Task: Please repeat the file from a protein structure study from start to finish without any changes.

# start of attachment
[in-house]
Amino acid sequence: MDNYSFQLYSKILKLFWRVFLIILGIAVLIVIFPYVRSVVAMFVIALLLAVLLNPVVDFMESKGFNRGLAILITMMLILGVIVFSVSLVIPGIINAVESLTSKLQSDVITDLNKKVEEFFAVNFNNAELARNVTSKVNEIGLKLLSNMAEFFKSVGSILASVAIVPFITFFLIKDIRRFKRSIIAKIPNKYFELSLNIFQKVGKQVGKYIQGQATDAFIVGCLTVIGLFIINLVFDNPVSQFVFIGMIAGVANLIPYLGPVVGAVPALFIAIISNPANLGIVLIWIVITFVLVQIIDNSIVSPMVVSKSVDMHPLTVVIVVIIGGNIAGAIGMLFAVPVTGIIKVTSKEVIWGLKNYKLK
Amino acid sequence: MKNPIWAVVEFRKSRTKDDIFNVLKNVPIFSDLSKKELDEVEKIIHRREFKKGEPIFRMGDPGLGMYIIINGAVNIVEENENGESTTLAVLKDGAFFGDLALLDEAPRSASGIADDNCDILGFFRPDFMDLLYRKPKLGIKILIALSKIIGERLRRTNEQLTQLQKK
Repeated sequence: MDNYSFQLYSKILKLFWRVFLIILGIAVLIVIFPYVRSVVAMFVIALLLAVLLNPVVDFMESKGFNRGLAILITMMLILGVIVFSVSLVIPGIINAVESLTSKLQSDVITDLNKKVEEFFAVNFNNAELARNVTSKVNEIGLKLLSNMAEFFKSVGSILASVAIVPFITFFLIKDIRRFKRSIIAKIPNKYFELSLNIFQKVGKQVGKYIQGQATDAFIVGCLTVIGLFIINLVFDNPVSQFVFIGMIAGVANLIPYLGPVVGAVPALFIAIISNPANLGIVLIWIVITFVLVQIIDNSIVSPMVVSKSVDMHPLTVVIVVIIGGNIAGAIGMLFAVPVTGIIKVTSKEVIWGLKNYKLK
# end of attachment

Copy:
[in-house]
Amino acid sequence: MDNYSFQLYSKILKLFWRVFLIILGIAVLIVIFPYVRSVVAMFVIALLLAVLLNPVVDFMESKGFNRGLAILITMMLILGVIVFSVSLVIPGIINAVESLTSKLQSDVITDLNKKVEEFFAVNFNNAELARNVTSKVNEIGLKLLSNMAEFFKSVGSILASVAIVPFITFFLIKDIRRFKRSIIAKIPNKYFELSLNIFQKVGKQVGKYIQGQATDAFIVGCLTVIGLFIINLVFDNPVSQFVFIGMIAGVANLIPYLGPVVGAVPALFIAIISNPANLGIVLIWIVITFVLVQIIDNSIVSPMVVSKSVDMHPLTVVIVVIIGGNIAGAIGMLFAVPVTGIIKVTSKEVIWGLKNYKLK
Amino acid sequence: MKNPIWAVVEFRKSRTKDDIFNVLKNVPIFSDLSKKELDEVEKIIHRREFKKGEPIFRMGDPGLGMYIIINGAVNIVEENENGESTTLAVLKDGAFFGDLALLDEAPRSASGIADDNCDILGFFRPDFMDLLYRKPKLGIKILIALSKIIGERLRRTNEQLTQLQKK
Repeated sequence: MDNYSFQLYSKILKLFWRVFLIILGIAVLIVIFPYVRSVVAMFVIALLLAVLLNPVVDFMESKGFNRGLAILITMMLILGVIVFSVSLVIPGIINAVESLTSKLQSDVITDLNKKVEEFFAVNFNNAELARNVTSKVNEIGLKLLSNMAEFFKSVGSILASVAIVPFITFFLIKDIRRFKRSIIAKIPNKYFELSLNIFQKVGKQVGKYIQGQATDAFIVGCLTVIGLFIINLVFDNPVSQFVFIGMIAGVANLIPYLGPVVGAVPALFIAIISNPANLGIVLIWIVITFVLVQIIDNSIVSPMVVSKSVDMHPLTVVIVVIIGGNIAGAIGMLFAVPVTGIIKVTSKEVIWGLKNYKLK